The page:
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Quick 'n' dirty project to test updating a sandboxed NSDocument-based app with Sparkle
Objective-C
branch: master

README.md

Quick 'n' dirty project that tests how well a vanilla sandboxed NSDocument-based app plays with Sparkle, created to track down a bug we were seeing with Sparkle and the OS X sandbox.

With sandboxed apps, Sparkle needs an XPC service that can be invoked outside of the app's sandbox, to handle replacing the old app with the new app. The bug we hit lies in how Sparkle's XPC service handles its security sessions. By default, all XPC services create their own independent security session. However, with NSDocument based applications using Sparkle, this triggers what appears to be a bug in 10.8.

The newly updated app is launched and inherits the XPC service's security session. On launch, com.apple.security.pboxd is invoked (I presume to restore state if the app has documents saved outside of its sandbox that aren't tracked by security-scoped bookmarks?). Normally, if the app is in the user's security session, this is an invisible, unremarkable event. However, in the special case of the app being launched by Sparkle's XPC service living in its own security session, this pboxd invocation actually appears as a running process in the Dock that looks identical to the newly launched app.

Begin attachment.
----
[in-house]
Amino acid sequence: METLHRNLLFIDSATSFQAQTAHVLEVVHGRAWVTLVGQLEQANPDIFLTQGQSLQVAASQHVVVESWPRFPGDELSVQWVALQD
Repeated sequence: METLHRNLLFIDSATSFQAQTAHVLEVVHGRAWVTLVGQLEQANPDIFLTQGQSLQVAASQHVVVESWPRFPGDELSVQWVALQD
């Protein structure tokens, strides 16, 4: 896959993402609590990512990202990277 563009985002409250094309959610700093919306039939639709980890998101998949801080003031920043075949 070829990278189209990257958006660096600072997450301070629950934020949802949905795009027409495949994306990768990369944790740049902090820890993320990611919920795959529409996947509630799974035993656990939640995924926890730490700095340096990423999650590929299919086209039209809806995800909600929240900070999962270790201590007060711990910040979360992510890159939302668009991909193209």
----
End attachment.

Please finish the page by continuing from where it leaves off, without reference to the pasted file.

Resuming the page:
After following a ton of dead ends, it turns out fixing this issue is quite simple: Sparkle's XPC service needs to declare it should exist in the invoking app's security session. This is done quite simply, by setting JoinExistingSession to YES in the XPCService dictionary of the service's plist.

Anyway, I figure this project serves as a simple test case for updating a sandboxed NSDocument-based app using Sparkle.

The Xcode project has two user-defined build settings: SPARKLE_BASE_URL and SPARKLE_UPDATE_PATH. You will likely need to change SPARKLE_BASE_URL; it’s http://localhost:3000 because I often test with adsf as a local server, and it fires up on port 3000 by default.

When the Current Project Version is greater than 1, this project is configured to create a folder named Appcast on your desktop which hold all of the bits necessary to do a Sparkle update. Place the contents of this directory in the base url path you defined above, or kick off a local server like adsf in that newly created directory.

  1. Double check that the app target's Current Project Version is any value greater than 1, and then build
  2. Invoke a web server in the newly created ~/Desktop/Appcast directory, or upload the contents of that directory to the webserver at the path you defined in the SPARKLE_UPDATE_PATH user-defined build setting.
  3. Clean the project
  4. Change the project's Current Project Version build setting to 1
  5. Build and run
  6. Click the Check For Updates button
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